The coronavirus pandemic has caused a sharp decline in oil demand, putting intense pressure on oil companies with large debts.

Smelling blood in the water, oil giants are moving in to gobble up smaller companies at distressed prices, as exemplified by Chevron’s agreement to buy Noble Energy.  The feeding frenzy may also offer the last best chance for oil producing states to stop socializing the environmental costs of oil extraction.

In It’s Closing Time, we described the unfolding train wreck in the U.S. shale patch:

  • The industry is legally obligated to Plug and Abandon (P&A) oil and gas wells, but it has not set aside the resources to pay for this. This is because state financial assurance requirements have been a race to the bottom.
  • States have inadvertently created a moral hazard: it’s always in the operator’s financial interest to delay permanent abandonment of wells as long as possible and sell late-life and marginal assets to weaker companies.
  • As a predictable result, inventories of idle wells, including some that have been nonoperational for more than 100 years, have ballooned. This trend will only accelerate as the industry enters a state of permanent decline.
  • Covid-19 has temporarily shut-in tens of thousands of producing wells. The energy transition may destroy any chance for the reactivation of these and hundreds of thousands more idle wells.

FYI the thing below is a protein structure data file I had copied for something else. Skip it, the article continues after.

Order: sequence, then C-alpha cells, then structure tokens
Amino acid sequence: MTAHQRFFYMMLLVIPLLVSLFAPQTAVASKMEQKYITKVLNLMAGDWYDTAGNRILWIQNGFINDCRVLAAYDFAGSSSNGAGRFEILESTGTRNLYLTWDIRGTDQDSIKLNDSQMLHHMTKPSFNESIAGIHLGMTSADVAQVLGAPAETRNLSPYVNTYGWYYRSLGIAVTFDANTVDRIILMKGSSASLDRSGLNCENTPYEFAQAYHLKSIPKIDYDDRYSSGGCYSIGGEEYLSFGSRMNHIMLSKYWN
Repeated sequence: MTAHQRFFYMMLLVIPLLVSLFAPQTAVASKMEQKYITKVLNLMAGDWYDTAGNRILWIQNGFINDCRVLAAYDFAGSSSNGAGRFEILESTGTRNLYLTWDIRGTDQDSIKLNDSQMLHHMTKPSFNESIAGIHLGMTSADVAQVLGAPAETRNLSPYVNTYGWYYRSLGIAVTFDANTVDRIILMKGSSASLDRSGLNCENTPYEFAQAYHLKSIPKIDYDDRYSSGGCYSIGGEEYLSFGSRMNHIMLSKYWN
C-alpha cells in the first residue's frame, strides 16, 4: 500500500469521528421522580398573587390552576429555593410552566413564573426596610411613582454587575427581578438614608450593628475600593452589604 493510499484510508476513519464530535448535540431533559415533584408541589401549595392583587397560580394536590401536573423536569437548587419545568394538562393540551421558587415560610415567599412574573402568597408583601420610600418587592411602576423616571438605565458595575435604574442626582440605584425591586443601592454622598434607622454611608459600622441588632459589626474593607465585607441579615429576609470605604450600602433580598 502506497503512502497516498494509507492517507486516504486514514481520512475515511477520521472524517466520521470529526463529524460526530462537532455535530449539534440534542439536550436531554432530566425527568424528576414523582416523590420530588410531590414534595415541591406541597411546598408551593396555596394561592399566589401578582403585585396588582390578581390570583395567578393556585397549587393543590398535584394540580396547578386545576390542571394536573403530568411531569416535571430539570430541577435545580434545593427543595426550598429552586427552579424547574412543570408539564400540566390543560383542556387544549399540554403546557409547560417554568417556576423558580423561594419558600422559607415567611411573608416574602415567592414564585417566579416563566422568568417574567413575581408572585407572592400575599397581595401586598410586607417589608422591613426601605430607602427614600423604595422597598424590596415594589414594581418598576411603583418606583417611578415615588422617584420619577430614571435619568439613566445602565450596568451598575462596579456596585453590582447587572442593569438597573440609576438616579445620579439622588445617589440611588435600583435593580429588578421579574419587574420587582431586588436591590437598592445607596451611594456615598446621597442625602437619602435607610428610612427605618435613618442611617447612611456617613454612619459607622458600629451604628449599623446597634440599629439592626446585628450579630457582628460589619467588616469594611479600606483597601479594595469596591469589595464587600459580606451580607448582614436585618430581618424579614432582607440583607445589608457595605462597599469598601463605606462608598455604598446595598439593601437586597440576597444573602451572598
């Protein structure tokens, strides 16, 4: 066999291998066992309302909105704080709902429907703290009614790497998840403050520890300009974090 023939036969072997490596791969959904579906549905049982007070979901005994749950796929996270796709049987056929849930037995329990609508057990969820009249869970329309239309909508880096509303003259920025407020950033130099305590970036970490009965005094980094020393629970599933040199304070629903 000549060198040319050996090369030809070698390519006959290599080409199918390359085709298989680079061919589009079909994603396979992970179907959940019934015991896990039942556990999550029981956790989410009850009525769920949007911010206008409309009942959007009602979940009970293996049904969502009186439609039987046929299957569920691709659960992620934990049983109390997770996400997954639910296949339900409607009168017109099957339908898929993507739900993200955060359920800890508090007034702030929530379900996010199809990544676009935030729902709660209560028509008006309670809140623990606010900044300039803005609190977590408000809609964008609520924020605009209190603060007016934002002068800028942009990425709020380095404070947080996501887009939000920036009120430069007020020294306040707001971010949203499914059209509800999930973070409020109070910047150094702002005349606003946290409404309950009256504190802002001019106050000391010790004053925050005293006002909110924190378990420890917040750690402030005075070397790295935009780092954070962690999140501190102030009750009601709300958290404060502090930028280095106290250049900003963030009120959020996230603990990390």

• The ultimate cost to permanently retire the millions of producing, idle and orphaned wells in the U.S. will be much greater than expected.
  • Current liabilities are calculated based on an average cost of $20-40k per well, but the actual expected cost for a modern shale well is closer to $300k.
  • Industry as a whole may not have sufficient revenues and savings to satisfy liabilities for hundreds of billions of dollars in self-bonded asset retirement obligations (AROs) as they come due. State orphan well programs are barely a drop in the bucket.
  • Industry and oil-producing states are in a deep hole. If millions of wells with no future beneficial value are to be plugged as the law requires, it will mostly be at taxpayers expense. If instead, wells are not plugged, a price will be paid with pollution affecting landowners, citizens, and the environment.
  • By continuing to extend free unsecured credit for AROs, states are subsidizing oil and gas to the detriment of their citizens, the environment, and the competitiveness of renewable energy needed to combat climate change.

As we pointed out in California Gives New Meaning to Stripper Wells, it’s standard operating procedure for larger oil companies to sell off stripper wells to smaller, less well heeled companies. Those firms that profited the most thereby avoid cleaning up the mess they left behind.  They also increase orphan well risk for states, who generally lack legal authority to hold prior operators financially responsible when current operators default.

But when oil giants scoop up failing independents, states have a rare opportunity to correct past mistakes—by requiring companies with deep pockets to fully bond those newly acquired wells.  It may be the last best chance for states to redress the failed oil policy of privatizing financial benefits while socializing environmental costs.  It seems only fair that Big Oil apply a portion of its windfall from bargain purchases of distressed frackers toward fulfillment of the industry’s legal and moral obligation to restore the environment it polluted freely for profit.

For oil producing states, it’s the last call before closing time.